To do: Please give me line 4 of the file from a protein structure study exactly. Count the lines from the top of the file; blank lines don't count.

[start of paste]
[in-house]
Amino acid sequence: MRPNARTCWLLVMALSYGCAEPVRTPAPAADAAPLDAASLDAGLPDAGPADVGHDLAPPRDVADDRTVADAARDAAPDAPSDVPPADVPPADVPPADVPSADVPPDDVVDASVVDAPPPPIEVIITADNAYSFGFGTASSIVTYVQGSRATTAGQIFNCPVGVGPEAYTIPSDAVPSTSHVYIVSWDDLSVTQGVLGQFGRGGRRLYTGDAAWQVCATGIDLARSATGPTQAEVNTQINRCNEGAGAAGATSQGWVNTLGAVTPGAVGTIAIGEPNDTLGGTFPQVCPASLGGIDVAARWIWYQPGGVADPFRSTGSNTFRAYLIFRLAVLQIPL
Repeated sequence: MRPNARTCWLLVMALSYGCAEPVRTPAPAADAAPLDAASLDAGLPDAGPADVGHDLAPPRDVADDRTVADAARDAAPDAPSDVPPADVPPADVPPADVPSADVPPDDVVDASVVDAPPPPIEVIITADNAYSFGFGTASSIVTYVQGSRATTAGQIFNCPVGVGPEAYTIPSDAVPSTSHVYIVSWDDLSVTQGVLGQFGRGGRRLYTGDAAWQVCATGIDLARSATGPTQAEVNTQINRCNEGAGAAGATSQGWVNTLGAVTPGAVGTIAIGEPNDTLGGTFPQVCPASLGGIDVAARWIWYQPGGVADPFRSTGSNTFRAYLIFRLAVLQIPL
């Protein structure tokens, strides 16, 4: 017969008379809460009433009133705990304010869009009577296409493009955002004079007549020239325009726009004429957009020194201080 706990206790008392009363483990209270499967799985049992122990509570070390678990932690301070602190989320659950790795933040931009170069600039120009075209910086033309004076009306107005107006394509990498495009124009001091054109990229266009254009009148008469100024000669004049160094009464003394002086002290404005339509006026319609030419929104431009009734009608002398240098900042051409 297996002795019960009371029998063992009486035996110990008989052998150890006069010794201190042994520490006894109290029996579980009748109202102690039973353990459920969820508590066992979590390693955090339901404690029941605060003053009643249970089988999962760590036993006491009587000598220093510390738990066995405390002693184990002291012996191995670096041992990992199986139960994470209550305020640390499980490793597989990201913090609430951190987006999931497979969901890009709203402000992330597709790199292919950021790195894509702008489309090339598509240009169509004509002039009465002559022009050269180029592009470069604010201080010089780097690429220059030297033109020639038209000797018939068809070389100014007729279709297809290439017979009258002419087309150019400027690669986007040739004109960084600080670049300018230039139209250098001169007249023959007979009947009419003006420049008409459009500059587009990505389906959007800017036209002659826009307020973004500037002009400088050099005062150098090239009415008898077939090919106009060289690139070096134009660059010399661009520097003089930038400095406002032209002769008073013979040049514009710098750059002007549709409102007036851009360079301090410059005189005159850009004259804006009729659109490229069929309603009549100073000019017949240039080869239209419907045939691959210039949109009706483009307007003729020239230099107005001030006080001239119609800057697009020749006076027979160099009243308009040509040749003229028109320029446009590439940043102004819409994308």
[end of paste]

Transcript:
């Protein structure tokens, strides 16, 4: 017969008379809460009433009133705990304010869009009577296409493009955002004079007549020239325009726009004429957009020194201080 706990206790008392009363483990209270499967799985049992122990509570070390678990932690301070602190989320659950790795933040931009170069600039120009075209910086033309004076009306107005107006394509990498495009124009001091054109990229266009254009009148008469100024000669004049160094009464003394002086002290404005339509006026319609030419929104431009009734009608002398240098900042051409 297996002795019960009371029998063992009486035996110990008989052998150890006069010794201190042994520490006894109290029996579980009748109202102690039973353990459920969820508590066992979590390693955090339901404690029941605060003053009643249970089988999962760590036993006491009587000598220093510390738990066995405390002693184990002291012996191995670096041992990992199986139960994470209550305020640390499980490793597989990201913090609430951190987006999931497979969901890009709203402000992330597709790199292919950021790195894509702008489309090339598509240009169509004509002039009465002559022009050269180029592009470069604010201080010089780097690429220059030297033109020639038209000797018939068809070389100014007729279709297809290439017979009258002419087309150019400027690669986007040739004109960084600080670049300018230039139209250098001169007249023959007979009947009419003006420049008409459009500059587009990505389906959007800017036209002659826009307020973004500037002009400088050099005062150098090239009415008898077939090919106009060289690139070096134009660059010399661009520097003089930038400095406002032209002769008073013979040049514009710098750059002007549709409102007036851009360079301090410059005189005159850009004259804006009729659109490229069929309603009549100073000019017949240039080869239209419907045939691959210039949109009706483009307007003729020239230099107005001030006080001239119609800057697009020749006076027979160099009243308009040509040749003229028109320029446009590439940043102004819409994308």